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Acting A-G to be sworn in as Chapman stays in cabinet


Cabinet newcomer Josh Teague will be sworn in as the Planning and Local Government Minister today, but will only be acting in the role of Attorney-General, with Vickie Chapman waiting in the wings – and remaining in cabinet.

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The Government has clarified the complex arrangements behind Chapman’s move yesterday to “stand down” as Deputy Premier – with the role to be filled at a party-room ballot in comings days – while only “standing aside” from the ministry, pending an Ombudsman’s inquiry into allegations of conflict of interest and breaching the ministerial code.

A Government spokesperson said: “Ms Chapman will not be retaining any ministerial entitlements during this period. That includes staff, salary, driver and office resources.”

However, they subsequently confirmed she would still be paid a ministerial salary for the Attorney-General’s role, from which she is effectively on leave, and which Teague – a first-term MP and former Speaker – will be performing in an ‘acting’ capacity.

Premier Steven Marshall’s office confirmed Chapman would “still be a member of cabinet” but would not attend meetings while Ombudsman Wayne Lines conducts his investigation.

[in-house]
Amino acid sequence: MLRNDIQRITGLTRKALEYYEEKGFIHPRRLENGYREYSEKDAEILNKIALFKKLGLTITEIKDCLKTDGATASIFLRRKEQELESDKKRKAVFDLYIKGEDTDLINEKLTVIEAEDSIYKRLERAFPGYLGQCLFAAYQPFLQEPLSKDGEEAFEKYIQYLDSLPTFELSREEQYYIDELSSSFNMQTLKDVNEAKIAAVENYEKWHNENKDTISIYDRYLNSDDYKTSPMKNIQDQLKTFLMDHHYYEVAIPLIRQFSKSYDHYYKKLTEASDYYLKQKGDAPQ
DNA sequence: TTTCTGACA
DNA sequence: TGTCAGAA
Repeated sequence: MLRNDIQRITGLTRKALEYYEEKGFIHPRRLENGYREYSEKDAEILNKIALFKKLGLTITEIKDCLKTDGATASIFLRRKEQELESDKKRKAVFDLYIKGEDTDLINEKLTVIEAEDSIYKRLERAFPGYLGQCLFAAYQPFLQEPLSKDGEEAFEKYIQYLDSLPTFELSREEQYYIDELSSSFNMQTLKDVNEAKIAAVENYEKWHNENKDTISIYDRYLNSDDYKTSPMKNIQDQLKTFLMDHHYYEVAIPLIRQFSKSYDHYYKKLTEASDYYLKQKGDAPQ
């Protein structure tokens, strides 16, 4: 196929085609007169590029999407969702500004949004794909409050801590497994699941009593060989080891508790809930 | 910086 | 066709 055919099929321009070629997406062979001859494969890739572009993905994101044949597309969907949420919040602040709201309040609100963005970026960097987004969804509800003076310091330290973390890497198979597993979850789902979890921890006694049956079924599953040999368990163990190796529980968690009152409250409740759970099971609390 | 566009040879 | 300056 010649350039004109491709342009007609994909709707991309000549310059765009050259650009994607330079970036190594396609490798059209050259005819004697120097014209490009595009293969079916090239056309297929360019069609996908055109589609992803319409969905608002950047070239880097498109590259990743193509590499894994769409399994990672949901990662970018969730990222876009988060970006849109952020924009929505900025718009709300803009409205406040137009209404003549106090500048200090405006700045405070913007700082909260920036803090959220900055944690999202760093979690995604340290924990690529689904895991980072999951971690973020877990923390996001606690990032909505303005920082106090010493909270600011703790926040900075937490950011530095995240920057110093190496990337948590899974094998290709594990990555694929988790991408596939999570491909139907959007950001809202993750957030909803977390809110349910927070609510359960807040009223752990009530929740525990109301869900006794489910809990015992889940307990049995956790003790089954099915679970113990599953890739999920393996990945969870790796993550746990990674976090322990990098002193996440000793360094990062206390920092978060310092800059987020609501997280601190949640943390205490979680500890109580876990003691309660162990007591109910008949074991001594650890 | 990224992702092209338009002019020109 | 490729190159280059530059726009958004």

However, they said, Teague will be officially sworn in as Minister for Local Government and Planning – the portfolio in which Chapman vetoed a $40 million timber port on her native Kangaroo Island, sparking this week’s events.

The Premier’s office confirmed Chapman had resigned from those two ministries.

They said she did not intend to retain her ministerial salary for the Attorney-General’s portfolio, but was “working through ways” of relinquishing it, with the Government seeking advice on whether it has to be paid by law, whether it can be simply returned to Treasury or donated to charities, following the example – ridiculed by Government figures at the time – of ex-Liberal Speaker Dan Cregan.

But the Government was adamant Chapman would not pocket more than a basic backbench salary (a little over $200,000 a year including allowances) pending the Ombudsman’s inquiry.


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